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    Sep 16, 2018

    17th Sunday after Pentecost

    Passage: Mark 8:27-37

    Preacher: The Rev. Greg Farrand

    Series: Year B: 2017-2018

    Detail:

    Take Up Your Cross Sermon

     

    In our Gospel reading, Peter makes his famous declaration that Jesus is the Messiah. The disciples have spent a lot of time with Jesus, traveling the countryside, camping out, talking around the fire. They have witnessed miracles and been soaking in his teaching.

    And after all of that, Jesus asks the question, “Who do you say I am?” Peter, in essence says, “In all I’ve witnessed, you are not just a teacher. You are more than a prophet. You are the Messiah!” It’s a profound moment of divine revelation.

    But the fact that Peter sees the very presence of God in Jesus is not the end, it’s just the beginning. In the next few versus Jesus says, “If any want to become my followers, let them deny themselves and take up their cross and follow me. For those who want to save their life will lose it, and those who lose their life for my sake, and for the sake of the gospel, will save it.” In other words, if you see the wisdom, beauty, the very presence of God in Christ, then you are called to follow him. You are called to action. Authentic Christianity, true spirituality is just not some set of doctrine to adhere to, authentic spirituality is a verb. It is action. It is following Jesus.

    One of the great tragedies of the Christian Church in the West is the separation of orthodoxy and orthopraxy. Orthodoxy is believing the “right” thing.  And orthopraxy means living the “right” way… living and loving from the heart.  Often in the West, we focus all our attention on believing the right thing. The gospel has been reduced to a set of doctrinal positions. If you believe in these things, then you are forgiven of your sins and are going to heaven. The Gospel is reduced to fire insurance from hell. And fire insurance does not transform a life.

    When Peter declares that Jesus is the Messiah, it is a wonderful, beautiful revelation. But Jesus doesn’t say, “Mission accomplished. You believe the right things about me. Now you’re going to heaven.” No, Jesus says, “follow me.” Jesus in essence is saying, when you see the presence of God in me, when you realize who I am, that is not the end, that is the trail head. That is where we start to follow Jesus on his path.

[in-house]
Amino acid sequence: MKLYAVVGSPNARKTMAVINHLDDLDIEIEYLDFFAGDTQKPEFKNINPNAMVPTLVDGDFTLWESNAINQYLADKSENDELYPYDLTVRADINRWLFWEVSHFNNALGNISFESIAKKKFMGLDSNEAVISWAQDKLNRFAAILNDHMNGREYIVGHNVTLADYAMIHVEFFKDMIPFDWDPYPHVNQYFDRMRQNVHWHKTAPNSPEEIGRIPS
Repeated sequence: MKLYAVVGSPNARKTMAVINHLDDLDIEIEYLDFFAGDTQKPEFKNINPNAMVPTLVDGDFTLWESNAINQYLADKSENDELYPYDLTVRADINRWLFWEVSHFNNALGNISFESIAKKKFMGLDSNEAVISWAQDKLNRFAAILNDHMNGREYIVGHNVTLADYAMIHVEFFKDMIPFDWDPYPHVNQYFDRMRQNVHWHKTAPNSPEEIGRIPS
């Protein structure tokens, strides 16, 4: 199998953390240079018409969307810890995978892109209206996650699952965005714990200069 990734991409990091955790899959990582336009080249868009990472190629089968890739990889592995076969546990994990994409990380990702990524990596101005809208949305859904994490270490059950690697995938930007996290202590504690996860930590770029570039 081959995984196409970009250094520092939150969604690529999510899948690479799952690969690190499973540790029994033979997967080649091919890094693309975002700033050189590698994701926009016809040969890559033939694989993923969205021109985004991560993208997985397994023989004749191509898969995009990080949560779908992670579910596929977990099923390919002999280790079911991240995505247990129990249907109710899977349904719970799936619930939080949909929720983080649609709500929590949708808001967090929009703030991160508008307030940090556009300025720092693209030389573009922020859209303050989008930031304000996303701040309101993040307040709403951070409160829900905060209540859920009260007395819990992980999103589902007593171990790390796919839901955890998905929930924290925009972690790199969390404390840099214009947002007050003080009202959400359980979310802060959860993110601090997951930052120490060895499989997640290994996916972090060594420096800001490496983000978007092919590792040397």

The Gospel is so much more than mere doctrine, than some intellectual system. It is an invitation to a transformed life. We are invited to follow Jesus on his path. It is interesting to note that the earliest followers of Jesus were not called Christians. They were called People of the Way (Acts 9:2). Christianity is a path and practice.

    And Jesus makes it very clear, that following him on his path will not be easy, it will be like volunteering for death. “Take up their cross and follow me.” Remember, that the cross was a device of torture and execution. Jesus is saying, following me will lead to death. You will need to lay down your life. Why would anyone volunteer to follow Jesus down a path that promises death?

    Interestingly, in the Gospel of Matthew, Jesus says if you follow me, “you will learn to live freely and lightly” (Mat. 11:30). Well, which is it Jesus? If we follow you will we learn to live freely and lightly or is it like volunteering for death? And the answer is yes.

    Because following Jesus down his path will require us to lay down our life and allow parts of ourselves to die. And in this process, we discover abundant life, true freedom, authentic joy… a life lived freely and fully. Jesus is inviting us to walk the inward journey of faith… and as we follow him, many of the things we looked to that give us life, to give us identity will need to be let go of and that feels like death.